One unique and distinctive landscape element of Chile’s central zone is the Jubaea chilensis, the Chilean Wine Palm, which today we will see in all its glory in our first Dronescape 2016.
Quebrada de los Potros, a place for the Palm.
Branch of the Quebrada de Las Lajas (Las Lajas Gorge), tributary of the Rabuco Estuary that arrives to Aconcagua River.
Light and shadow. Space opened and closed.
The soil receives the seeds that later sprout, a bed of dry branches, traces of water, sunny slope and shade.
Horizontal and vertical, up and down, sit down and rest awhile.
Soak in the sun, temperate surroundings.
Textures of trunks thin and smooth or thick. Palms with different surfaces on the trunk.
Birds, breeze and foliage, background sounds.
Hard leaves, bright ones, transparent, opaque, rough, sticky, small, bordered, stopped, curved, supported leaves, a spiderweb highlighting a place.
Stones that seat the slope.
Humidity, tranquility, effervescence of silent life.
Diverse strata, above, below, all abuzz without bustling, no loneliness here.
Life and bio, long and short, both lives, sound waves of insects come and go in melodic phrases.
Leaves that fly down or fall, leaves perforated, leaves moving, silent insects, everything moves. The stones settle with tremors, spider webs at certain distances from each other, each spider weaves its luminous space.
I leave, internal recollection slowly rising into the light of the sky through the texture of palm trunks.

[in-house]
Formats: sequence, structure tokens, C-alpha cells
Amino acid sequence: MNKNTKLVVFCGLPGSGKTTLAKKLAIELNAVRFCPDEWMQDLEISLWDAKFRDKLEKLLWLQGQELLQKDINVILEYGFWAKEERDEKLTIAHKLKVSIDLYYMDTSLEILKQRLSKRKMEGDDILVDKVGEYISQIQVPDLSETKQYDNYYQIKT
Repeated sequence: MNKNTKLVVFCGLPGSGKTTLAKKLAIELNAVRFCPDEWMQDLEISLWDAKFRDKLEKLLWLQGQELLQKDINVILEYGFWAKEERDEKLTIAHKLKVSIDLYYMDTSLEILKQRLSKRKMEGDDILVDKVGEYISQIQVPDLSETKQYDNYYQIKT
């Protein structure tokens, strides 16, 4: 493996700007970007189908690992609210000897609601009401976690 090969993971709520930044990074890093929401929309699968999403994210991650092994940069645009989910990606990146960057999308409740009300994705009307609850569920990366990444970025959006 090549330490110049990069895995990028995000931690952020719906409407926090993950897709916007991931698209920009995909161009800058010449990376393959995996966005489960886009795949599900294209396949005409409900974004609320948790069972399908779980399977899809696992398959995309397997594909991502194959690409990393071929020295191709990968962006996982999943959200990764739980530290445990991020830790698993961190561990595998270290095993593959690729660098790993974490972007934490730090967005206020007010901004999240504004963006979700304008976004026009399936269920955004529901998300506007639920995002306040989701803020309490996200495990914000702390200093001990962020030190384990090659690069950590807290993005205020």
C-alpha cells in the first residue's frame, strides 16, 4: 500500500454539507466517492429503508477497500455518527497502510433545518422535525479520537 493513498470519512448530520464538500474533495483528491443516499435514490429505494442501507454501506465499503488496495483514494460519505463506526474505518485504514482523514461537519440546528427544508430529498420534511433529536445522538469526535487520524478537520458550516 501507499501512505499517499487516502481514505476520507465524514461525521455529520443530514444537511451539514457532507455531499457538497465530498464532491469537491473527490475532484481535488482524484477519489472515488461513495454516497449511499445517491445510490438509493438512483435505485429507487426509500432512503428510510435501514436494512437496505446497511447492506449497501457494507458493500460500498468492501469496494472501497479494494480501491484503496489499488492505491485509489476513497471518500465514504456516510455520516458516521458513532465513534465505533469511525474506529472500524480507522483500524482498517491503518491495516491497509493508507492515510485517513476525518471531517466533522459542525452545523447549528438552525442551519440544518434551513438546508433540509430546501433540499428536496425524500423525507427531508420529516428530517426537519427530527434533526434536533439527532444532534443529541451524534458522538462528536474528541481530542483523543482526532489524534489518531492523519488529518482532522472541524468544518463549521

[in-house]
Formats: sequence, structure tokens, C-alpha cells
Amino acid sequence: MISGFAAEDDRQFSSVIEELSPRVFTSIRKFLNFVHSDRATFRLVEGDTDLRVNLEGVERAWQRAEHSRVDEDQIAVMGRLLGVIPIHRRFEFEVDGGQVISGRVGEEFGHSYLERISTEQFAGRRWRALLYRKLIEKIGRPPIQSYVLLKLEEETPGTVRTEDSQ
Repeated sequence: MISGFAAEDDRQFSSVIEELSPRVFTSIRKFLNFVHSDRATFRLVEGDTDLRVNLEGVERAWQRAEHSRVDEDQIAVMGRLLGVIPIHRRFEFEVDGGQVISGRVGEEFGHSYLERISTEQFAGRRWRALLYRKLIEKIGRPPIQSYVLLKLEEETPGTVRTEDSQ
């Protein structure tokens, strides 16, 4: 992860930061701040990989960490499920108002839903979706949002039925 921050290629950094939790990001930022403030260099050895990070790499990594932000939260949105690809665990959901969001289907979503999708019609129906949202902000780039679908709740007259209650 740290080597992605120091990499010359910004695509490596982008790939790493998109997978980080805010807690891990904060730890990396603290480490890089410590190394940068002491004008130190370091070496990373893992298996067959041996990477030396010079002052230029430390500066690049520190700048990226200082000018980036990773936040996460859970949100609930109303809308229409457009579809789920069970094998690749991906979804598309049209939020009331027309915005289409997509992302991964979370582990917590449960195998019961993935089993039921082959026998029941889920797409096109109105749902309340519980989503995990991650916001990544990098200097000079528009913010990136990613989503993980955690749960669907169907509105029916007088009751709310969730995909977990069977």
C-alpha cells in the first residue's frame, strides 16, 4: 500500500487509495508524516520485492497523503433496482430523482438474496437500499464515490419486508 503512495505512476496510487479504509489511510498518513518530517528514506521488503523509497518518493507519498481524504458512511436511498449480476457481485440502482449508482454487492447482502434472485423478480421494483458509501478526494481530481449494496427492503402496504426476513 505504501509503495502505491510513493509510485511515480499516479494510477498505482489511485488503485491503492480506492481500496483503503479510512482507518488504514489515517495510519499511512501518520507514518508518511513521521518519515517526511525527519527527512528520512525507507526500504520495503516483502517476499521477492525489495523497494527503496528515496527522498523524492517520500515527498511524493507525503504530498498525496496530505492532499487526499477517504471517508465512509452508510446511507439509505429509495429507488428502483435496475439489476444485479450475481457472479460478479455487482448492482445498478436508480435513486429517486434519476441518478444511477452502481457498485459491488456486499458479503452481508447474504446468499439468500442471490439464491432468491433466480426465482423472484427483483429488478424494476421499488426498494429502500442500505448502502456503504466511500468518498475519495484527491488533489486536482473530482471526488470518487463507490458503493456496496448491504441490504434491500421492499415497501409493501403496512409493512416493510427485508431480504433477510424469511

The Chilean Palm, Jubaea chilensis, Natural Monument
This is the second southernmost species of palm in a world of 3,800 different species thoughwith characteristics in common. This is a significant tree in the history of humanity, recognized for its innumerable benefits. They are in the African desert, in the Bible, in Egyptian and Mediterranean decorations, on Caribbean beaches.
What is unique about our palm?
It has been referred to by scientists, historians, poets, painters, explorers, geographers, botanists, peasants and others who establish a close relationship with its presence. Alonso Ovalle chose it together with the Araucaria pine as an image representative of Chile. It also appears in the commemorative medal of the 100 years of Chilean independence.
It is found in the center of the country, in protected areas of the coastal mountains, from the IV Region (30º latitude south) to the 36º parallel in the VII Region, in a Mediterranean climate given its proximity to the sea.